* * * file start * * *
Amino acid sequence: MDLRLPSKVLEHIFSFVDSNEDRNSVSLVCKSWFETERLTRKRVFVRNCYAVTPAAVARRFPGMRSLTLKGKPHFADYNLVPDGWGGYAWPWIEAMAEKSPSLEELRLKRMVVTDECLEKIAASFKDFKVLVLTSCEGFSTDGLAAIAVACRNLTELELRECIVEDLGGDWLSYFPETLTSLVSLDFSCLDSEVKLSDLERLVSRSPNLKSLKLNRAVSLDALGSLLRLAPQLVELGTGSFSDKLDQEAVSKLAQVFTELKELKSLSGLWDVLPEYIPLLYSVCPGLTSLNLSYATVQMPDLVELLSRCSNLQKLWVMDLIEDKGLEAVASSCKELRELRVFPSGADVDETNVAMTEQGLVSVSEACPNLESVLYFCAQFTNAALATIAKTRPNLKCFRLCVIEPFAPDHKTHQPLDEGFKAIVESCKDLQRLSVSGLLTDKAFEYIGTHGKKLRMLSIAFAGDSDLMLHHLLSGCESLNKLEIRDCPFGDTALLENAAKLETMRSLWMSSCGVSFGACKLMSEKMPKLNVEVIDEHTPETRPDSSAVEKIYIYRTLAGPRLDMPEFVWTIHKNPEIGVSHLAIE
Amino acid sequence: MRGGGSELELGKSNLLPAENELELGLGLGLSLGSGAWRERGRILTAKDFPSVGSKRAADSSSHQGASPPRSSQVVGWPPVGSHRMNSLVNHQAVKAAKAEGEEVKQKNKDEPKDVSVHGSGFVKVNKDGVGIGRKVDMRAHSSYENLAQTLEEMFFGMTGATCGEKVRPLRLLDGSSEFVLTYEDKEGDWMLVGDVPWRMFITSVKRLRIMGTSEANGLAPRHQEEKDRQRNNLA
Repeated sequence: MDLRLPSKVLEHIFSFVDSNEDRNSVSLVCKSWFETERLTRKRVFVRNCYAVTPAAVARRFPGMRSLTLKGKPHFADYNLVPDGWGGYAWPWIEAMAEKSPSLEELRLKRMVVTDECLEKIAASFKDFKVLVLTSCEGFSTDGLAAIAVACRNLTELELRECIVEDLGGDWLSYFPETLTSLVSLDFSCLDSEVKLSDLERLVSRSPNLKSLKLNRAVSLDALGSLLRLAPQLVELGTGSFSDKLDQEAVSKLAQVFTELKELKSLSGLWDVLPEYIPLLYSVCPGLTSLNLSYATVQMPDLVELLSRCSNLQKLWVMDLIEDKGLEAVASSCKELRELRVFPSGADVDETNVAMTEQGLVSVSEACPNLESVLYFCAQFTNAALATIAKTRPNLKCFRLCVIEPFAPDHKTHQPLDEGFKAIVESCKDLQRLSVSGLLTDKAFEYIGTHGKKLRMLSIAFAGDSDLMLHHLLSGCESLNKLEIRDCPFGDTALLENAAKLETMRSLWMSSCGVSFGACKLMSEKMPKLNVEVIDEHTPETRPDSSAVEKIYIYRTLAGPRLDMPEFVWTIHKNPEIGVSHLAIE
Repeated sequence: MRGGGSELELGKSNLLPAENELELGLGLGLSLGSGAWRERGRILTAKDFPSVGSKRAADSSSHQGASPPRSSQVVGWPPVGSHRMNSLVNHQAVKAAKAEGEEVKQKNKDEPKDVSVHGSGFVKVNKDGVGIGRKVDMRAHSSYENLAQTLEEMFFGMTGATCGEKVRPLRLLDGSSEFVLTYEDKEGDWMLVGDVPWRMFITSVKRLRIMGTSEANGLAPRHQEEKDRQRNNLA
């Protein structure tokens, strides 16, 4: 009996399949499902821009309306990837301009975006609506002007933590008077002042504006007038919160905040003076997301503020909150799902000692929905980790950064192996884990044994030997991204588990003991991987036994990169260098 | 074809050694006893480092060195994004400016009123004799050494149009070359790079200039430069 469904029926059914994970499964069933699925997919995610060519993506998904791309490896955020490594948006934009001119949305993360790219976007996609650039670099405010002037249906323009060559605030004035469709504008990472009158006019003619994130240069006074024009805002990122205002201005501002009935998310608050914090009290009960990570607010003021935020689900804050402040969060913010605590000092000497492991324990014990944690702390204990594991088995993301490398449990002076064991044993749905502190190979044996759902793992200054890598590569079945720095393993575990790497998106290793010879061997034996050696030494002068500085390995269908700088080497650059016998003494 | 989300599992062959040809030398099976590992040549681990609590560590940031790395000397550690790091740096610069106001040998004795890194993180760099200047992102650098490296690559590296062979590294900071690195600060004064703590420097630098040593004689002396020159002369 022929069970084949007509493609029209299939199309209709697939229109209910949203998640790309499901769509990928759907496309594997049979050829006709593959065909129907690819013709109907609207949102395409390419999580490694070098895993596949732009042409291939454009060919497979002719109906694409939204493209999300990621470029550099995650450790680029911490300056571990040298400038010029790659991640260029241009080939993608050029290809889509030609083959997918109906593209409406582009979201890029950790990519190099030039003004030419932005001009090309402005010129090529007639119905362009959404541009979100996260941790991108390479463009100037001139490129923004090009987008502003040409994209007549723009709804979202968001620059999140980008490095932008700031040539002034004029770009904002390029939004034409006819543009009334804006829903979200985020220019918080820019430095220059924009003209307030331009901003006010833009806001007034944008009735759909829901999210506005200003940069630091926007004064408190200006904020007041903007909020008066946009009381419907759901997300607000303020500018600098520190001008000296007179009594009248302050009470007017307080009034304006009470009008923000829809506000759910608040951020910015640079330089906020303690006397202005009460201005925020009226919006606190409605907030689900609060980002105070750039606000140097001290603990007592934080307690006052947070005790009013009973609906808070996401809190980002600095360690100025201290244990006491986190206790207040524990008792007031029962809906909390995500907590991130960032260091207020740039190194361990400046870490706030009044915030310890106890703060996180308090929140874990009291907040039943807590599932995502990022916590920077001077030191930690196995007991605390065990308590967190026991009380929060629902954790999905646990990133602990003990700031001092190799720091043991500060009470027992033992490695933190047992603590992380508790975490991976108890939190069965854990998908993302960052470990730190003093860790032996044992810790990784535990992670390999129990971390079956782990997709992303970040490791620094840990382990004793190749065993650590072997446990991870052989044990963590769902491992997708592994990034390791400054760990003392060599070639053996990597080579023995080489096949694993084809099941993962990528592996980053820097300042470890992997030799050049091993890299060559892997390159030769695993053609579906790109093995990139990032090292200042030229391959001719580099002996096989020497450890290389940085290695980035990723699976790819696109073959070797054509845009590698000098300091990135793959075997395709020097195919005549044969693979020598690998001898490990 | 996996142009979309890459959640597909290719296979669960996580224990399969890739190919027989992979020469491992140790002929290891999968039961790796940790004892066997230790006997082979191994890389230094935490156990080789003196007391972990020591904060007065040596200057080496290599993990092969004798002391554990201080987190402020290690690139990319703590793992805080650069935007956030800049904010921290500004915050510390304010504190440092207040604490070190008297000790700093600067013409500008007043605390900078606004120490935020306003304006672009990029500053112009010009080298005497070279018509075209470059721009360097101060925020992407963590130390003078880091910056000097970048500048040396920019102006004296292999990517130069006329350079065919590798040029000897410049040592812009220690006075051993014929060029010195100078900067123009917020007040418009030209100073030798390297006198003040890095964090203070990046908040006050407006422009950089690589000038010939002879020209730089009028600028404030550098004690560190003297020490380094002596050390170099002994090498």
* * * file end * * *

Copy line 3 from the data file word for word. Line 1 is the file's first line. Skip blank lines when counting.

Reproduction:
Repeated sequence: MDLRLPSKVLEHIFSFVDSNEDRNSVSLVCKSWFETERLTRKRVFVRNCYAVTPAAVARRFPGMRSLTLKGKPHFADYNLVPDGWGGYAWPWIEAMAEKSPSLEELRLKRMVVTDECLEKIAASFKDFKVLVLTSCEGFSTDGLAAIAVACRNLTELELRECIVEDLGGDWLSYFPETLTSLVSLDFSCLDSEVKLSDLERLVSRSPNLKSLKLNRAVSLDALGSLLRLAPQLVELGTGSFSDKLDQEAVSKLAQVFTELKELKSLSGLWDVLPEYIPLLYSVCPGLTSLNLSYATVQMPDLVELLSRCSNLQKLWVMDLIEDKGLEAVASSCKELRELRVFPSGADVDETNVAMTEQGLVSVSEACPNLESVLYFCAQFTNAALATIAKTRPNLKCFRLCVIEPFAPDHKTHQPLDEGFKAIVESCKDLQRLSVSGLLTDKAFEYIGTHGKKLRMLSIAFAGDSDLMLHHLLSGCESLNKLEIRDCPFGDTALLENAAKLETMRSLWMSSCGVSFGACKLMSEKMPKLNVEVIDEHTPETRPDSSAVEKIYIYRTLAGPRLDMPEFVWTIHKNPEIGVSHLAIE